Last month, the University announced that former President Bill Clinton will be the keynote speaker at spring commencement. This is a dramatic improvement over the accomplished – but low-profile orators – who have recently addressed the University’s graduating seniors. It’s about time.
The University has had less than glamorous speakers over the past five years, the most notable of whom was CNN chief international correspondent Christiane Ananpour, who spoke last year. Other recent keynote speakers include a chief scientist from Xerox and the founder of Automobile Magazine. These choices pale in comparison to the laundry list of world leaders, influential thinkers and artists other universities routinely attract, like U.N. Secretary General Kofi Annan, political rock star Sen. Barack Obama (D-Ill.) and filmmaker Spike Lee. There is no reason that a university with a name like this one – not to mention the largest living alumni base in the world – should have anything but a top-notch commencement speaker.
In the past, the University’s system for selecting a speaker has left something to be desired. Every year, the University presents people that exhibit its values with honorary degrees, and a commencement speaker is one of those honorary degree recipients. Unfortunately, by the time the slate of recipients is selected it may often be too late to secure a big-name speaker because other top universities are further along in the process. This year, the University made a small but drastic change in announcing a speaker earlier. Whether this was a result of the University starting the selection process earlier or simply being lucky enough to snag its first choice, Clinton’s selection is excellent and a model to follow in coming years.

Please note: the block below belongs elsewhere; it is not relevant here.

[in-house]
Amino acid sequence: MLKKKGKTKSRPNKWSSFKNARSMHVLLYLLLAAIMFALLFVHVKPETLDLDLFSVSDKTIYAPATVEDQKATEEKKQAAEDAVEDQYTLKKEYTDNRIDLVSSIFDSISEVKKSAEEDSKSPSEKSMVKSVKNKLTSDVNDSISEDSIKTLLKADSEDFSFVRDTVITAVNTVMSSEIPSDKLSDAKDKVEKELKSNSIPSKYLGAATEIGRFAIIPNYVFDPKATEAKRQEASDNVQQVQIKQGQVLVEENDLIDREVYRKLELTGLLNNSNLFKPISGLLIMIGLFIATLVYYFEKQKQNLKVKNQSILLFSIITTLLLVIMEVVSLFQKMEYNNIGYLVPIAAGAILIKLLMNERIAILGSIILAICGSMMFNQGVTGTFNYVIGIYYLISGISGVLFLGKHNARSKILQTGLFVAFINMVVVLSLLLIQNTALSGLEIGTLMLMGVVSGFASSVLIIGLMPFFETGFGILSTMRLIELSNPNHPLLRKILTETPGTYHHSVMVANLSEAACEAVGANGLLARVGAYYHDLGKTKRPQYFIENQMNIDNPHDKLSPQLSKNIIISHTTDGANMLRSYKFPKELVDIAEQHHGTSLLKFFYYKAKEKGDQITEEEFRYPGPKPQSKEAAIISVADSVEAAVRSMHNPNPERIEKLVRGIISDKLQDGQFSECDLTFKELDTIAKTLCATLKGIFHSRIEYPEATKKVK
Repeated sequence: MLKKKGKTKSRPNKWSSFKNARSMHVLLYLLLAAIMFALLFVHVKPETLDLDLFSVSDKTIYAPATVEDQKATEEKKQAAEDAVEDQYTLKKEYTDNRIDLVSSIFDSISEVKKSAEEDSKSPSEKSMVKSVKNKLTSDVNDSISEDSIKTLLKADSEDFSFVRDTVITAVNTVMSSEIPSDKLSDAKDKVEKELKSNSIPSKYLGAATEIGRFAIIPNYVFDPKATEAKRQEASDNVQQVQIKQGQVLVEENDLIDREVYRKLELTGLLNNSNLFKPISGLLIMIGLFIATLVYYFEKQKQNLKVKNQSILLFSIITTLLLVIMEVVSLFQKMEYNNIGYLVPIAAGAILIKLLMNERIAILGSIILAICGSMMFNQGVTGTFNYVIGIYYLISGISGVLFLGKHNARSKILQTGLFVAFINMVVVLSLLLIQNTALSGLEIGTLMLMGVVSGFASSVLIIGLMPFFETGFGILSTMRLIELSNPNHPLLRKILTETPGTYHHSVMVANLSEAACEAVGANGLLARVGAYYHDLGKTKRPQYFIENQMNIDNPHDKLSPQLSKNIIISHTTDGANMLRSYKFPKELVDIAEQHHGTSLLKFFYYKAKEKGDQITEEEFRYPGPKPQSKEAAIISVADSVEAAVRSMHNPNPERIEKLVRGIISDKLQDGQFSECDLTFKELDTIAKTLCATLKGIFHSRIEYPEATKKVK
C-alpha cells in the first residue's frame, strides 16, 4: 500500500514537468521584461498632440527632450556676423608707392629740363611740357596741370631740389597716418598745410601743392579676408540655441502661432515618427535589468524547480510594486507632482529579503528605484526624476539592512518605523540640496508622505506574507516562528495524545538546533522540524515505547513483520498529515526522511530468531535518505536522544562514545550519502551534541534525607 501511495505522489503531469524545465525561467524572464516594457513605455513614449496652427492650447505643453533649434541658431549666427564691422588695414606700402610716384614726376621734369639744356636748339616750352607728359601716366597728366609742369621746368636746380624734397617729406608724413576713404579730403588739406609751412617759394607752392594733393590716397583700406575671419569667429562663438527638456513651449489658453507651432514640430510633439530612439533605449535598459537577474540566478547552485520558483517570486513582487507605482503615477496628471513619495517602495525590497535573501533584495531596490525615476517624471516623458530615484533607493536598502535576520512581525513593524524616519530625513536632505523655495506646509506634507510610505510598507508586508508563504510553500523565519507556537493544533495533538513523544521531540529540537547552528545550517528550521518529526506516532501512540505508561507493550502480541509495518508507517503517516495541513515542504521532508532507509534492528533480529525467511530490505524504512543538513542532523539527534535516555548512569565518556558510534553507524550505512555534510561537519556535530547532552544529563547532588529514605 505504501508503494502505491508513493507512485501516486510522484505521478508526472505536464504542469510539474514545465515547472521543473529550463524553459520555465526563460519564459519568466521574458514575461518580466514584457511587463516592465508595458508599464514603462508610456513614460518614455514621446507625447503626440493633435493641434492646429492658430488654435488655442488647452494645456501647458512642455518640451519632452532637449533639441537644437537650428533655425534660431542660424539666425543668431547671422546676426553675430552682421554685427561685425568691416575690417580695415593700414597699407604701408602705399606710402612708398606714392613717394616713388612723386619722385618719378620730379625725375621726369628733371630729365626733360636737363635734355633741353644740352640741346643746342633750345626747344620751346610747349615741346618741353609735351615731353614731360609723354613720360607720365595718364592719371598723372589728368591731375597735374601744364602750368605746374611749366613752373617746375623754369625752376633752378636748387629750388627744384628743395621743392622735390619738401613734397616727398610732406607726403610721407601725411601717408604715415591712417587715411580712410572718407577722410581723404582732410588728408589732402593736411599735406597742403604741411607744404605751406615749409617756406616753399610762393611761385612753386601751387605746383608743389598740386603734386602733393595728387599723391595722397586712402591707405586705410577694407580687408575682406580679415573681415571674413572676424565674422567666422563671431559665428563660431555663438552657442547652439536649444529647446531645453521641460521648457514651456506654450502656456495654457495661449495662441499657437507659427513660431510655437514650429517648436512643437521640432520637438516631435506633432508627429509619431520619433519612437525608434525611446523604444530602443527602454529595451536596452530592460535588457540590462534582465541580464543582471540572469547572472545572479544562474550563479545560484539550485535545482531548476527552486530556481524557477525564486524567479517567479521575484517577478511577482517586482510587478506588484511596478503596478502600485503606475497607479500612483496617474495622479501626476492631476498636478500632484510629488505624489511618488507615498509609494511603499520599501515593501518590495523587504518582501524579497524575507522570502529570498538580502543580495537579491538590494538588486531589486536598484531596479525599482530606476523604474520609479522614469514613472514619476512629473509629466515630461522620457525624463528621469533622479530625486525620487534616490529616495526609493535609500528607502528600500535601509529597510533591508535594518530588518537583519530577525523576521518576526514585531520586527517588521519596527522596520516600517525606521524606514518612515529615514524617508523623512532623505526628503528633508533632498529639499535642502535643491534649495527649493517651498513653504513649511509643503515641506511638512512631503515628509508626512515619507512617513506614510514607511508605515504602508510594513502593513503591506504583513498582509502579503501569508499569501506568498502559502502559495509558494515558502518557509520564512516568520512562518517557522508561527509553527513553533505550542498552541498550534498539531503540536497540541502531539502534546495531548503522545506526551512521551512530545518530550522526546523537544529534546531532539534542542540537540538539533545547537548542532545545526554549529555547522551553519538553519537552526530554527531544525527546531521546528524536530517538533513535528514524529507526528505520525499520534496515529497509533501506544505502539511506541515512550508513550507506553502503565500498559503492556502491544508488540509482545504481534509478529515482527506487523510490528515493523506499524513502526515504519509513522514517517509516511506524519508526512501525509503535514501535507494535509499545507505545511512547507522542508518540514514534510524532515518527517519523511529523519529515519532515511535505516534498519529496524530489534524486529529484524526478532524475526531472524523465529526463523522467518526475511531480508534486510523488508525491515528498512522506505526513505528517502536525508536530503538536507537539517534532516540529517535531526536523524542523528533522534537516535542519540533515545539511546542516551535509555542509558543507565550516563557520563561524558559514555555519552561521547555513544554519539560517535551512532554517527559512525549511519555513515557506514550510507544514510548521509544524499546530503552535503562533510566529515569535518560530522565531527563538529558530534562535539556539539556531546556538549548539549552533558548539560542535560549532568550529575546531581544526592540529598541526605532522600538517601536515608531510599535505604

Although the choice of speaker is stellar, early reports suggest that only about 40,000 people will be attending the ceremony at Michigan Stadium, which has a capacity of more than 100,000. With a speaker who has the universal appeal of Clinton, it is especially important this year that the University allow as many people to attend the ceremony as possible. The choice of Clinton has already excited graduating seniors and their families, which will inspire more of them to attend than usual. Also, many non-graduating members of the University community will want to hear Clinton speak, and the University should accommodate them.
As fantastic as this selection is, now that the University has proven itself capable of attracting first-class speakers, there can’t be a drop-off in subsequent years: Not only would that be unfair to current underclassmen, but it would also be unbecoming to a university of this caliber.
The reputation of this University warrants nothing less than the best. Who knows what’s in store for spring 2008 commencement. If being more timely was the most important change the University made to secure Clinton, let’s hope the search for next year has already begun.